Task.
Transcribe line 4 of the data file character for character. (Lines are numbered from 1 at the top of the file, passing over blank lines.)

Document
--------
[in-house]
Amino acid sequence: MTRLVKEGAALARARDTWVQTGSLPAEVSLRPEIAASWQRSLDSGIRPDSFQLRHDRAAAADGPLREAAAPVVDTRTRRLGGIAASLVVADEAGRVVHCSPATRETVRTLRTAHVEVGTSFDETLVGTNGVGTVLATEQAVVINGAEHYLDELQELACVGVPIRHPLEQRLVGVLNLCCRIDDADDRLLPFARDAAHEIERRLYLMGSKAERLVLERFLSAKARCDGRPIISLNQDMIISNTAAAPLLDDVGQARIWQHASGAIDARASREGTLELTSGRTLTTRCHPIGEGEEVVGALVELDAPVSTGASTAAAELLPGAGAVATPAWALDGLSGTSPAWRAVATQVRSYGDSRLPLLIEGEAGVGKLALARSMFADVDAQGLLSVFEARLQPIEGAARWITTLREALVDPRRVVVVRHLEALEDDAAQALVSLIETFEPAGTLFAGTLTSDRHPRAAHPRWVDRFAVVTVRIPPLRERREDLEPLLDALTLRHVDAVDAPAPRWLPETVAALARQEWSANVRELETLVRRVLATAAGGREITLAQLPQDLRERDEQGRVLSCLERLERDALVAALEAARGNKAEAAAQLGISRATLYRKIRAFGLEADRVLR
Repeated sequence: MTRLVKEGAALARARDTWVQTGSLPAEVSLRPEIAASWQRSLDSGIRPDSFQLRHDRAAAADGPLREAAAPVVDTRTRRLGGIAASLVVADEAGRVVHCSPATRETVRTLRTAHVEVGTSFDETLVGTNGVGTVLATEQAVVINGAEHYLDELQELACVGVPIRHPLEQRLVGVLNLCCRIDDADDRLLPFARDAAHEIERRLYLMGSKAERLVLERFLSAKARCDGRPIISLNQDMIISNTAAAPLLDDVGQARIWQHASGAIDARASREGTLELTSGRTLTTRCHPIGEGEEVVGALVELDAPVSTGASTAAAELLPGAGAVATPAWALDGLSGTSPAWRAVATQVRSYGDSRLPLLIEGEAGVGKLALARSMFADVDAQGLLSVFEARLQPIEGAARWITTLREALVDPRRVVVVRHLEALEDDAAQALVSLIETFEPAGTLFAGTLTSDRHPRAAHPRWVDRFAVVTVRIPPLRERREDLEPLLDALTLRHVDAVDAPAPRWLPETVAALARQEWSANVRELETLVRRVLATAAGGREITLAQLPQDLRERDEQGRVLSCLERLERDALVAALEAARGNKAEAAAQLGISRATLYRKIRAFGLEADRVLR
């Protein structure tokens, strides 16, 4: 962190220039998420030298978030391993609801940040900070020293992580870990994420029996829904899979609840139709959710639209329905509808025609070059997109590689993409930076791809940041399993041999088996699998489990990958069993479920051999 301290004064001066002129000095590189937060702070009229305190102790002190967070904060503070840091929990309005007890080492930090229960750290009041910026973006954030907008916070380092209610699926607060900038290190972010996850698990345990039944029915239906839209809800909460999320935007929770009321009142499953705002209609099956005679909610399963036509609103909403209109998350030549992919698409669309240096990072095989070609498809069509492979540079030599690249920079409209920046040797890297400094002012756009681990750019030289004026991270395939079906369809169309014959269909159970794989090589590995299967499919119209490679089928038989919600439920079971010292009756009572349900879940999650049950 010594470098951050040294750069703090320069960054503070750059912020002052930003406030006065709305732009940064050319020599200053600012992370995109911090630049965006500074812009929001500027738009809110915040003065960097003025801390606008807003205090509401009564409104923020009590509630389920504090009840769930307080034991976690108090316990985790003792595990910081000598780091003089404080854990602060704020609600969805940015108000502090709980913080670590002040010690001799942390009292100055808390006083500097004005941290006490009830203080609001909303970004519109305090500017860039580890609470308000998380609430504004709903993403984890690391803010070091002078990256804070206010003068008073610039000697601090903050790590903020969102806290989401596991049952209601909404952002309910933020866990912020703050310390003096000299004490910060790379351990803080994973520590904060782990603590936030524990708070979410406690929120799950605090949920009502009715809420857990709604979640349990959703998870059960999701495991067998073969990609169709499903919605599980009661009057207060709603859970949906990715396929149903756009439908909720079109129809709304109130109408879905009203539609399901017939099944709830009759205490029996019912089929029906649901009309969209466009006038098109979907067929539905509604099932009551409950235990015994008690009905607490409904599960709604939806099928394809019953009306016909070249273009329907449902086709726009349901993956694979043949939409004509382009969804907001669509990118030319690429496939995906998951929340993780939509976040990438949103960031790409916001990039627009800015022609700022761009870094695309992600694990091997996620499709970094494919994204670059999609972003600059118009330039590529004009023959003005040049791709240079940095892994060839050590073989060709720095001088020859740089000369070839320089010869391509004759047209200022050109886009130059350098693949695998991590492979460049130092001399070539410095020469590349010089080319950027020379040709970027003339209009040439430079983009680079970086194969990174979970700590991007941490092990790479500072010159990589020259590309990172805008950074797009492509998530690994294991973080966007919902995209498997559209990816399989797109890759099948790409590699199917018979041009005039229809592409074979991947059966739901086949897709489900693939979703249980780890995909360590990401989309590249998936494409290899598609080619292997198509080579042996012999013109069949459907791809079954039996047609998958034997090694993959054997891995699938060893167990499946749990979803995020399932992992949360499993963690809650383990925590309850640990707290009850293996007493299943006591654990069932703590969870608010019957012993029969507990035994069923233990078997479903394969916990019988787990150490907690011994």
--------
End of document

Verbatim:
């Protein structure tokens, strides 16, 4: 962190220039998420030298978030391993609801940040900070020293992580870990994420029996829904899979609840139709959710639209329905509808025609070059997109590689993409930076791809940041399993041999088996699998489990990958069993479920051999 301290004064001066002129000095590189937060702070009229305190102790002190967070904060503070840091929990309005007890080492930090229960750290009041910026973006954030907008916070380092209610699926607060900038290190972010996850698990345990039944029915239906839209809800909460999320935007929770009321009142499953705002209609099956005679909610399963036509609103909403209109998350030549992919698409669309240096990072095989070609498809069509492979540079030599690249920079409209920046040797890297400094002012756009681990750019030289004026991270395939079906369809169309014959269909159970794989090589590995299967499919119209490679089928038989919600439920079971010292009756009572349900879940999650049950 010594470098951050040294750069703090320069960054503070750059912020002052930003406030006065709305732009940064050319020599200053600012992370995109911090630049965006500074812009929001500027738009809110915040003065960097003025801390606008807003205090509401009564409104923020009590509630389920504090009840769930307080034991976690108090316990985790003792595990910081000598780091003089404080854990602060704020609600969805940015108000502090709980913080670590002040010690001799942390009292100055808390006083500097004005941290006490009830203080609001909303970004519109305090500017860039580890609470308000998380609430504004709903993403984890690391803010070091002078990256804070206010003068008073610039000697601090903050790590903020969102806290989401596991049952209601909404952002309910933020866990912020703050310390003096000299004490910060790379351990803080994973520590904060782990603590936030524990708070979410406690929120799950605090949920009502009715809420857990709604979640349990959703998870059960999701495991067998073969990609169709499903919605599980009661009057207060709603859970949906990715396929149903756009439908909720079109129809709304109130109408879905009203539609399901017939099944709830009759205490029996019912089929029906649901009309969209466009006038098109979907067929539905509604099932009551409950235990015994008690009905607490409904599960709604939806099928394809019953009306016909070249273009329907449902086709726009349901993956694979043949939409004509382009969804907001669509990118030319690429496939995906998951929340993780939509976040990438949103960031790409916001990039627009800015022609700022761009870094695309992600694990091997996620499709970094494919994204670059999609972003600059118009330039590529004009023959003005040049791709240079940095892994060839050590073989060709720095001088020859740089000369070839320089010869391509004759047209200022050109886009130059350098693949695998991590492979460049130092001399070539410095020469590349010089080319950027020379040709970027003339209009040439430079983009680079970086194969990174979970700590991007941490092990790479500072010159990589020259590309990172805008950074797009492509998530690994294991973080966007919902995209498997559209990816399989797109890759099948790409590699199917018979041009005039229809592409074979991947059966739901086949897709489900693939979703249980780890995909360590990401989309590249998936494409290899598609080619292997198509080579042996012999013109069949459907791809079954039996047609998958034997090694993959054997891995699938060893167990499946749990979803995020399932992992949360499993963690809650383990925590309850640990707290009850293996007493299943006591654990069932703590969870608010019957012993029969507990035994069923233990078997479903394969916990019988787990150490907690011994």